The attack did not seem to be the work of amateurs. The shell casings left behind were devoid of fingerprints, and there were piles of small rocks near where the snipers took their shots that may have been placed by a scouting team, the Journal said.
“It’s still an ongoing investigation,” Brian Swanson, a spokesman for Pacific Gas and Electric, which owns the substation, said in a telephone interview with The Washington Post. “We’re not going to speculate as to the possible motive before the investigation is complete.”
The Journal’s account relied heavily on analysis from Jon Wellinghoff, a former chairman of the Federal Energy Regulatory Commission. Wellinghoff now works for a San Francisco law firm; he did not immediately return a call for comment.
A spokeswoman for the FERC declined to comment Wednesday.
These transformers are a vital, and difficult-to-replace, part of the country’s electrical grid. In essence, they help transfer electricity from the freeways of the grid — high-voltage transmission lines — into the electrical equivalent of side streets. Those are the lines that lead to homes and businesses.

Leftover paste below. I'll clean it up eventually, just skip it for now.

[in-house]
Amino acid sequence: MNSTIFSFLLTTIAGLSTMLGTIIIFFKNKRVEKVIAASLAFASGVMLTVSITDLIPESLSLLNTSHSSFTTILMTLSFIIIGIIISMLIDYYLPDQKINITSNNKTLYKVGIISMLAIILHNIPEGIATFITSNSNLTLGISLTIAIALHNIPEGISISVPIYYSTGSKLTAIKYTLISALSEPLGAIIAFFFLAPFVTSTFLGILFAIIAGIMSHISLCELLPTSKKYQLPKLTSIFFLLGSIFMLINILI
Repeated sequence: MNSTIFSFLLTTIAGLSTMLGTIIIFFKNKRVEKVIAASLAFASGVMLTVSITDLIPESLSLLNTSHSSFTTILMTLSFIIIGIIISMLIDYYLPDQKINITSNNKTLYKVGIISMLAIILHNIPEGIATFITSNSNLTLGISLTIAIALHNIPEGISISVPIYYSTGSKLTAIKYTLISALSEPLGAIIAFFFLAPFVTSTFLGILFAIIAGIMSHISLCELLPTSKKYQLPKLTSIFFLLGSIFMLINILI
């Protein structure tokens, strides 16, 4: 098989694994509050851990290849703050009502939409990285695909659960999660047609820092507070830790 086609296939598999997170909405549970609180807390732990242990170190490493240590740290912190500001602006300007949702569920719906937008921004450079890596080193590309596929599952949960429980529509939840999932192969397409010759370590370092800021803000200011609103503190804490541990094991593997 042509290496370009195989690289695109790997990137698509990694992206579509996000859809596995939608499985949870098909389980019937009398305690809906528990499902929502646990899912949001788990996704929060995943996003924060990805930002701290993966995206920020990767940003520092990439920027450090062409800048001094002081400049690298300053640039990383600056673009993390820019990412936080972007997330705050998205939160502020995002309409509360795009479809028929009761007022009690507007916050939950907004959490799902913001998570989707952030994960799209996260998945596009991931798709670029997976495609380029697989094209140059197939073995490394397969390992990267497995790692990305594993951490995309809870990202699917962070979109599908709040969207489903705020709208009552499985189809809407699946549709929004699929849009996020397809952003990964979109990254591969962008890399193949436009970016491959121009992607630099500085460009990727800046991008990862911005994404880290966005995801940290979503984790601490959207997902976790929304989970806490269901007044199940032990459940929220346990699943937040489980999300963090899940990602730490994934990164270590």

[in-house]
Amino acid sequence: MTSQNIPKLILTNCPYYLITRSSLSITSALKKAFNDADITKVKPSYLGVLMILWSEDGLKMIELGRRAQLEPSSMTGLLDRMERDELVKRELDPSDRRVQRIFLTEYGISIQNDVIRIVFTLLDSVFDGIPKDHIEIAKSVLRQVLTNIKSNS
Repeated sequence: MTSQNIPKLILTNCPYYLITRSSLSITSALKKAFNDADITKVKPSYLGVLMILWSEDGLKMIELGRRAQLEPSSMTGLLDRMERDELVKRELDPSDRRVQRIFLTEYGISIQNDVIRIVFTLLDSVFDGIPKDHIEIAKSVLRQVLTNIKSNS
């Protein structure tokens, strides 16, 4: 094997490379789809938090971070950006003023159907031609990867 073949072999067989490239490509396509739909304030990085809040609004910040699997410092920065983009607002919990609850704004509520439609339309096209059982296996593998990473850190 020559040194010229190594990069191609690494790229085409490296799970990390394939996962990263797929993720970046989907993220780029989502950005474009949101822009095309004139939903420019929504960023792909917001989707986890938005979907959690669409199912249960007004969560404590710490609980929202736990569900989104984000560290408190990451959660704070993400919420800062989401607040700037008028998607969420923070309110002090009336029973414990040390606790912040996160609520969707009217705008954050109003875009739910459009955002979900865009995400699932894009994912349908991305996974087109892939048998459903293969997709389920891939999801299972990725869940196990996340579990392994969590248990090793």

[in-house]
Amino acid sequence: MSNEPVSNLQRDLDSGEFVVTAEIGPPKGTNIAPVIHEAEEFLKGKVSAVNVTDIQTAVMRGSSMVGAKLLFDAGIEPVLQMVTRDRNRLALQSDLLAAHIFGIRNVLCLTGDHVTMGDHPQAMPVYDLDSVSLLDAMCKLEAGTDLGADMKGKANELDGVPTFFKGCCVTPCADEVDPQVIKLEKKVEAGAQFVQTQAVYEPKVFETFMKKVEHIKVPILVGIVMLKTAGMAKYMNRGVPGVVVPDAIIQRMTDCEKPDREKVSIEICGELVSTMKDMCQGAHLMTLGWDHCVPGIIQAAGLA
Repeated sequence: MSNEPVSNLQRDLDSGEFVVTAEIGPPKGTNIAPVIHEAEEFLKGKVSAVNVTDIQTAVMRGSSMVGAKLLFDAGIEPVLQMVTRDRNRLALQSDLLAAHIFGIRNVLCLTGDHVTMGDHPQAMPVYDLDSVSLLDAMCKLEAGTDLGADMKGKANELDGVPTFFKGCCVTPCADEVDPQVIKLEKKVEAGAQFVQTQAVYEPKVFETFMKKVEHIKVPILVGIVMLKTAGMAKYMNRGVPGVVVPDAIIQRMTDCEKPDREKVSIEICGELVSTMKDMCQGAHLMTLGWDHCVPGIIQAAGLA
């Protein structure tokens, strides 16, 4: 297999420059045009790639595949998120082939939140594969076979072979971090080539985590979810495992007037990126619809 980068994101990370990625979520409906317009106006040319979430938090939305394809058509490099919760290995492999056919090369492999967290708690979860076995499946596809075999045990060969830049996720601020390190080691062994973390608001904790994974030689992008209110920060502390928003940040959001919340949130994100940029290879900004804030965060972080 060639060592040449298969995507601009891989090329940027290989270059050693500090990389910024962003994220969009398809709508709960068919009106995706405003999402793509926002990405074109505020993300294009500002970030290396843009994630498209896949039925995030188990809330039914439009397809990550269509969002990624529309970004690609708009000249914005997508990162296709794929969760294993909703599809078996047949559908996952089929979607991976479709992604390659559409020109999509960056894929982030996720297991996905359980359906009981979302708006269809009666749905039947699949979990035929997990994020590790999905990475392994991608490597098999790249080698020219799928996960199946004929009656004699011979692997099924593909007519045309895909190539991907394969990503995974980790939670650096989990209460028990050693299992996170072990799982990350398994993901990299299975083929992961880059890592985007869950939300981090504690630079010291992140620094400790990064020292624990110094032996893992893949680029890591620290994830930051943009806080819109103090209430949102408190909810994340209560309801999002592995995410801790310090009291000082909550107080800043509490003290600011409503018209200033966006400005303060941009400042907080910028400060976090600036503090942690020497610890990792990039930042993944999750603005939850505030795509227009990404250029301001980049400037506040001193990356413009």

In recent years, much of the concern about the safety of the electrical grid focused on cyberattacks. But the California incident demonstrated that a physical attack on a substation could also cause significant damage. For years, security experts have worried that if a number of these transformers were lost at once, the result could be a long-lasting breakdown in the grid.
In 2012, a report by the National Research Council found that high-voltage transformers “are the single most vulnerable component of the transmission and distribution system.”
“This has been the principal thing that has worried a lot of us, about vulnerability of the power system. Because transformers, especially the higher-voltage ones, tend to be very unique. They’re very hard to replace. And they’re very vulnerable,” M. Granger Morgan, a professor at Carnegie Mellon University who led the council’s study, said in a telephone interview.
“It’s probably a more serious issue than the cyber concerns,” Morgan said. “With cyber, it’s really hard to see that you could do much that caused long-term, serious damage. Whereas this is a strategy that could really mess up the power system not just for weeks, but for months at a time.”